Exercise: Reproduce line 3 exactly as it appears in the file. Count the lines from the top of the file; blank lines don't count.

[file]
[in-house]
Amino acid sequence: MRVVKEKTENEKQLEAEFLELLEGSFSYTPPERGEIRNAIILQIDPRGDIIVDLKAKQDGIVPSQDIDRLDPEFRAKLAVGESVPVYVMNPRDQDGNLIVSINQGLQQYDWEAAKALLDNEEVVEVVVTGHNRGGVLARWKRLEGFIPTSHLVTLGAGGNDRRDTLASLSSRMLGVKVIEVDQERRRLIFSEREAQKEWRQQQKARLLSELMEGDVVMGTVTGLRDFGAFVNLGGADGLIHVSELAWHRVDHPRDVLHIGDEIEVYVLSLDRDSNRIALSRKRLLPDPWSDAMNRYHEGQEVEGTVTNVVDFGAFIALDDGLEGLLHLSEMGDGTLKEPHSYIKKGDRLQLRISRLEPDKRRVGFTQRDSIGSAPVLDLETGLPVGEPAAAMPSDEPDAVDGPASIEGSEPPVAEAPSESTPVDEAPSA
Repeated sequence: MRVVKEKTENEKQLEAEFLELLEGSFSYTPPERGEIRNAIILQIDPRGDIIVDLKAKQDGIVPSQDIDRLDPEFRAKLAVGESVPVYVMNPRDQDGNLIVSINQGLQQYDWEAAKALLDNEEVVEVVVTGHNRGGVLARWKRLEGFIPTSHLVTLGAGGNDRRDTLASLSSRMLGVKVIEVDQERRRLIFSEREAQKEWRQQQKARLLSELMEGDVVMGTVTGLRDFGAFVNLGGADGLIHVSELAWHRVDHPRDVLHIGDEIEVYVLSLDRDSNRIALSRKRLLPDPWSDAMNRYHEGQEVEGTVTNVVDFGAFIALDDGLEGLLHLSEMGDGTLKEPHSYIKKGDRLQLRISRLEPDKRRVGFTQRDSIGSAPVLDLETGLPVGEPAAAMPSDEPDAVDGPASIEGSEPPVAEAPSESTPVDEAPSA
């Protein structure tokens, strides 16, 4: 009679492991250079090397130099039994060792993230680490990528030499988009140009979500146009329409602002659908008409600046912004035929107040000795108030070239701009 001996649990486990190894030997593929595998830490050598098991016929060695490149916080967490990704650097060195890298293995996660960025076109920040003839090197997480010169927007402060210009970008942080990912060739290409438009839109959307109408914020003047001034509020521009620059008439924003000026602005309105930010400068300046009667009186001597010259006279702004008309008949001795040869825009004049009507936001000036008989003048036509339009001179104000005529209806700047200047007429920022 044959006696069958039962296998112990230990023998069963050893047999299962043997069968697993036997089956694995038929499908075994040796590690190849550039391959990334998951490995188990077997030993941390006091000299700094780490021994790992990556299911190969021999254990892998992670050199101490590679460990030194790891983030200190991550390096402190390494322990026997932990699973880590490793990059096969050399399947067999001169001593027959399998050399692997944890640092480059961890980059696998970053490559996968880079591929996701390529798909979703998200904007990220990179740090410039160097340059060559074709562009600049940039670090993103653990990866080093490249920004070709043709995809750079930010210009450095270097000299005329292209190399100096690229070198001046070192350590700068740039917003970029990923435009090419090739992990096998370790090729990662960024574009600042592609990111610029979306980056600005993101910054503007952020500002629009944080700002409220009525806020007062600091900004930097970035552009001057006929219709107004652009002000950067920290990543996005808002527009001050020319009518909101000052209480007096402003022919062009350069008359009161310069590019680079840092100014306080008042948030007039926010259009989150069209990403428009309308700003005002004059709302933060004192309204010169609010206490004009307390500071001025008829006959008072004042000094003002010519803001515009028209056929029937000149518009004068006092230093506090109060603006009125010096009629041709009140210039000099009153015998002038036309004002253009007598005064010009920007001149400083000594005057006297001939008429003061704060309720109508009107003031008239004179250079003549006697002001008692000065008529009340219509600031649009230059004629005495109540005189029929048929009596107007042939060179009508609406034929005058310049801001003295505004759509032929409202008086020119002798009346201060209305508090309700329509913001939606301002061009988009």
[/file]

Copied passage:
Repeated sequence: MRVVKEKTENEKQLEAEFLELLEGSFSYTPPERGEIRNAIILQIDPRGDIIVDLKAKQDGIVPSQDIDRLDPEFRAKLAVGESVPVYVMNPRDQDGNLIVSINQGLQQYDWEAAKALLDNEEVVEVVVTGHNRGGVLARWKRLEGFIPTSHLVTLGAGGNDRRDTLASLSSRMLGVKVIEVDQERRRLIFSEREAQKEWRQQQKARLLSELMEGDVVMGTVTGLRDFGAFVNLGGADGLIHVSELAWHRVDHPRDVLHIGDEIEVYVLSLDRDSNRIALSRKRLLPDPWSDAMNRYHEGQEVEGTVTNVVDFGAFIALDDGLEGLLHLSEMGDGTLKEPHSYIKKGDRLQLRISRLEPDKRRVGFTQRDSIGSAPVLDLETGLPVGEPAAAMPSDEPDAVDGPASIEGSEPPVAEAPSESTPVDEAPSA